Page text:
The Slatest

Himalayan Ice Melt Has Doubled Since 2000, a New Study Finds

A glacial lake, with mountains in the background
The Imja glacial lake in the Himalayas. Prakash Mathema/Getty Images

Using old spy satellite images, a team of scientists has uncovered that glaciers in the Himalayas are melting at twice the rate they used to.

A study published in the journal Science Advances reports that the south-central Asian range, which is home to Mount Everest, has been losing 8.3 billion tons of ice per year since 2000. That’s double the 4.3 billion tons that was melting annually from 1975 to 2000. Researchers found that just 72 percent of the ice that existed in 1975 remains. It’s a grim situation for a region that has been dubbed the “Third Pole” due to the amount of ice that covers the glaciers.


Glacier experts and climate scientists unanimously expressed alarm over the findings.
Jorg Schaefer, a Columbia researcher and co-author on the study, told the Guardian that the ice loss was “devastating” for the mountain range and said that he had “not a single grain of doubt” that climate change is the culprit.


In order to piece together the study, Josh Maurer, a glacier researcher at Columbia University’s Lamont Doherty Earth Observatory, and his colleagues used a computer tool to repurpose declassified spy satellite images. The scientists converted them into 3D images, compared those with satellite shots from 2000 and 2016, and analyzed the thickness of ice on 650 different glaciers in the region.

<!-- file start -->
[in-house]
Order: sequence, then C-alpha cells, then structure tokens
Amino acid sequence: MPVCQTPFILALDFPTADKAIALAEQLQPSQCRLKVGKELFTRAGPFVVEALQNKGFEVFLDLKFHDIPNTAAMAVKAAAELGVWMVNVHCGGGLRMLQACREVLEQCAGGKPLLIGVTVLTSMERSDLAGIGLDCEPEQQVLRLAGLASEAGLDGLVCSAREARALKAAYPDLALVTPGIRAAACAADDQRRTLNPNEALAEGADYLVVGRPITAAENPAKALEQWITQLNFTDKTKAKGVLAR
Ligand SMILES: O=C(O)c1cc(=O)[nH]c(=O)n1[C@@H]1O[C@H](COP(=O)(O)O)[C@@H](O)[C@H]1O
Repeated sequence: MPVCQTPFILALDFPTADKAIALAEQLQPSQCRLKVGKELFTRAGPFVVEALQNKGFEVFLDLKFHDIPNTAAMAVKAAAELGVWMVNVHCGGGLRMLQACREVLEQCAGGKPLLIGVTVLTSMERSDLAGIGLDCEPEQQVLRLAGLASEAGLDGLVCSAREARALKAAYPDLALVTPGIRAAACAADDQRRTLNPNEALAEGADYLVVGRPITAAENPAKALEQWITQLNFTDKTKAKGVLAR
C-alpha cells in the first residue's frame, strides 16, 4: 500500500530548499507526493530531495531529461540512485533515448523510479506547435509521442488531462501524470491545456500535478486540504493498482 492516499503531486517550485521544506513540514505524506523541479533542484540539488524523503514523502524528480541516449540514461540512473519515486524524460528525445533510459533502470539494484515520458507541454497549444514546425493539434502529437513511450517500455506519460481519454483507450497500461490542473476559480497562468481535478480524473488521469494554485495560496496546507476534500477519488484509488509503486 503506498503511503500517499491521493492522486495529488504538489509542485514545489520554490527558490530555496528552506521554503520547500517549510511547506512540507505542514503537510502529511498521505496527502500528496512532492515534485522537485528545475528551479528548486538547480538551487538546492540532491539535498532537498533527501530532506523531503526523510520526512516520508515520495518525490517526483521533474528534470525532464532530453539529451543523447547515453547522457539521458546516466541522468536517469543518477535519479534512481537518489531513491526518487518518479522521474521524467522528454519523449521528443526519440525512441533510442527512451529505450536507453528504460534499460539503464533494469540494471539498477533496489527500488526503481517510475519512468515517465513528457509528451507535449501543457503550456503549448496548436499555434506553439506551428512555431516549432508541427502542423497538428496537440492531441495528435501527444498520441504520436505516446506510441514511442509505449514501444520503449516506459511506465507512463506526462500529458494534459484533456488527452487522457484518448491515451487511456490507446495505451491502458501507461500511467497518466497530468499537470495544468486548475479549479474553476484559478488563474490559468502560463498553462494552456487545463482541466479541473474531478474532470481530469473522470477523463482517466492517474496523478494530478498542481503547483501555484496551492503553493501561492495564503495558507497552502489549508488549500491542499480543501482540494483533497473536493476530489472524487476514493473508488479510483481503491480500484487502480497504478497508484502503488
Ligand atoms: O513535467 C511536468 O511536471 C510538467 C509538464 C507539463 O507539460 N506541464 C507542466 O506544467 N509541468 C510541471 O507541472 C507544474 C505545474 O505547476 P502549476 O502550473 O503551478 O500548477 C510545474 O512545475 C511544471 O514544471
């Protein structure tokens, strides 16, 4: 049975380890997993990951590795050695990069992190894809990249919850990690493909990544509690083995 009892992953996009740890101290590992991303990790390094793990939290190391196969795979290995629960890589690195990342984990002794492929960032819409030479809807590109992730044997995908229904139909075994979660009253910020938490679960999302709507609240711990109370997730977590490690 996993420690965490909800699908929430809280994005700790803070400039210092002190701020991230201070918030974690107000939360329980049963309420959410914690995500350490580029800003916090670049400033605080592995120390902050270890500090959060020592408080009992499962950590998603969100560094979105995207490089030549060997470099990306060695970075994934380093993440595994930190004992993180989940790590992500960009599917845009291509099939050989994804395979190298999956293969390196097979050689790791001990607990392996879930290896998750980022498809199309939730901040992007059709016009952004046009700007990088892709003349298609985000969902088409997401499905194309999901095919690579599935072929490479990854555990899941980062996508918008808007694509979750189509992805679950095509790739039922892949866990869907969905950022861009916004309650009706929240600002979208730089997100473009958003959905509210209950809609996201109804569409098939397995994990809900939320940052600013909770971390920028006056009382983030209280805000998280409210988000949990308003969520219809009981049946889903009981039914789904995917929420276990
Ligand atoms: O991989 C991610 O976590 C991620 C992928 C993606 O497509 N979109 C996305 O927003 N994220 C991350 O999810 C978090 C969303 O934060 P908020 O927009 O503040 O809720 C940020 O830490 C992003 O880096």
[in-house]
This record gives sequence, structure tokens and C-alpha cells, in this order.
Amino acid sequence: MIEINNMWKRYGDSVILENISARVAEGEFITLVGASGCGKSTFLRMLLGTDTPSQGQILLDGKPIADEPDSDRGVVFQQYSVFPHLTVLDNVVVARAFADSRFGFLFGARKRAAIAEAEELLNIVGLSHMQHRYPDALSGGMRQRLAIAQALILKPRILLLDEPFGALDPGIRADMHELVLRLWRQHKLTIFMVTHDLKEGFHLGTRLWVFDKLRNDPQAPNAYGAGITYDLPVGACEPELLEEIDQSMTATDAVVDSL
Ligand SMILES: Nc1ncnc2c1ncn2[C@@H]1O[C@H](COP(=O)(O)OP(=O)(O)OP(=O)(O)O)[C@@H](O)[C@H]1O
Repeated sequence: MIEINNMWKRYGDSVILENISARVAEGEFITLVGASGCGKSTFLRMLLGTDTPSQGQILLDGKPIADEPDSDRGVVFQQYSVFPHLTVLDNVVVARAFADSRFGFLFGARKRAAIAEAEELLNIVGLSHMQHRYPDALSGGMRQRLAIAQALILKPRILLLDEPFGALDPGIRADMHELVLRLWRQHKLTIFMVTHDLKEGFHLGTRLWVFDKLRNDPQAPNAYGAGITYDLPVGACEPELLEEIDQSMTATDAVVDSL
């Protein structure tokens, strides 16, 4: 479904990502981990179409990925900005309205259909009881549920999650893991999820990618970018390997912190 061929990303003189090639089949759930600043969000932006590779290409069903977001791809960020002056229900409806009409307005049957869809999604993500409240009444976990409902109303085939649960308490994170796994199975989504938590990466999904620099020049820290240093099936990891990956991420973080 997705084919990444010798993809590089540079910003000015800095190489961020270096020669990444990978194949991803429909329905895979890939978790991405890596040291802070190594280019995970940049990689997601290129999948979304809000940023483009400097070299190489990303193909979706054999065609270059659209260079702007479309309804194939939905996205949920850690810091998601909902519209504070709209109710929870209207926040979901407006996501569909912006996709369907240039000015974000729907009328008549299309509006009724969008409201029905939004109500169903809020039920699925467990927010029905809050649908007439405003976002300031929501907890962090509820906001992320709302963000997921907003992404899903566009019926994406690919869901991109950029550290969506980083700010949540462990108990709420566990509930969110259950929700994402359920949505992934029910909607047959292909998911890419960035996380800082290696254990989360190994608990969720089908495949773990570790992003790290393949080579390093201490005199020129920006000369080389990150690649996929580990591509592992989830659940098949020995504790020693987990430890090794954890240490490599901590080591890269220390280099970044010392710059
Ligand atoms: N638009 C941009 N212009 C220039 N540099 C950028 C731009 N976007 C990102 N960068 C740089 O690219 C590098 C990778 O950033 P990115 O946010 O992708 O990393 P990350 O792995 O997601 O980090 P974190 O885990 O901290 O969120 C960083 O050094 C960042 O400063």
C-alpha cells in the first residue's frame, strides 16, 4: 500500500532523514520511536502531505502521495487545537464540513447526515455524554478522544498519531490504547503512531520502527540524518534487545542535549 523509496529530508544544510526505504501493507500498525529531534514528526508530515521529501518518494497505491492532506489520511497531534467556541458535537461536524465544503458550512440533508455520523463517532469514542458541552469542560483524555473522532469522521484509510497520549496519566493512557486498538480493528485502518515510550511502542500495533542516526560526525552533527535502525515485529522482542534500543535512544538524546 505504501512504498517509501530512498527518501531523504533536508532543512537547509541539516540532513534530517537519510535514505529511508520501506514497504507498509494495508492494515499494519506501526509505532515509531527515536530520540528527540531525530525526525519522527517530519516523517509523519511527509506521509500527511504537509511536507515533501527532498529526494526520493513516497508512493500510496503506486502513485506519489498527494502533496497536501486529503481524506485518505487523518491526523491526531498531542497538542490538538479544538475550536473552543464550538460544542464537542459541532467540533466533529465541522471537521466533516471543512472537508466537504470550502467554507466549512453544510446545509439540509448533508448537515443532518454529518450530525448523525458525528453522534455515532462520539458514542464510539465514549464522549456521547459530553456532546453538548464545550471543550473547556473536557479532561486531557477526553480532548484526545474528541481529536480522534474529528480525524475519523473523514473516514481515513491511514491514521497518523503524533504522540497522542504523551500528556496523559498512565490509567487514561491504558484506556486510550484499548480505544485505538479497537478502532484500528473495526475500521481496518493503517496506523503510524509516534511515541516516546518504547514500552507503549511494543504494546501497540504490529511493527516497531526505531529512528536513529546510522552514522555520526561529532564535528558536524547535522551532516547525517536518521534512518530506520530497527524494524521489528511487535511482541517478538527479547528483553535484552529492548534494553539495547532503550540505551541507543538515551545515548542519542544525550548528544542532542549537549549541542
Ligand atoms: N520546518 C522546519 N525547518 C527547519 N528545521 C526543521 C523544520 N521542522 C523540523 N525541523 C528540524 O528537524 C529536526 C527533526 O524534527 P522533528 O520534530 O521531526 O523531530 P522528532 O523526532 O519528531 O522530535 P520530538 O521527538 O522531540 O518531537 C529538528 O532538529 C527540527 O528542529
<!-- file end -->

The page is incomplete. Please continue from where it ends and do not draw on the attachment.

The waning health of these glaciers also has grave implications for over 1 billion people who live downstream from the range, according to the International Centre for Integrated Mountain Development. Communities in India, China, and Pakistan depend on the water that flows from the top for drinking water, agriculture, and energy. They could face serious natural disasters in coming years if the trend isn’t reversed.


“In the short-term, such rapid melt rates will mean summer floods become more frequent … but the long-term prospect is one of drought as the glacier reservoir becomes depleted,” University of Leeds glacier expert Duncan Quincy, who was not part of the study, told CNN.


The results underscore those of another study, published in February, that found that one-third of the ice fields in the Himalayas will melt by 2100, even if carbon emissions are sliced considerably and the temperature rise from global warming is limited to 1.5 degrees Celsius. If no action is taken, that number becomes two-thirds of ice that will be gone from the mountains.

Maurer’s study is the most foreboding yet on the future of the Himalayas and the ruin that’s been caused by global temperature increases.

“Global warming is on track to transform the frigid, glacier-covered mountain peaks…[into] bare rocks,” Philippus Wester of ICIMOD said in a statement. To avoid that outcome, scientists almost unanimously agree that we will have to go well beyond the goals of the Paris Agreement and truly reverse course.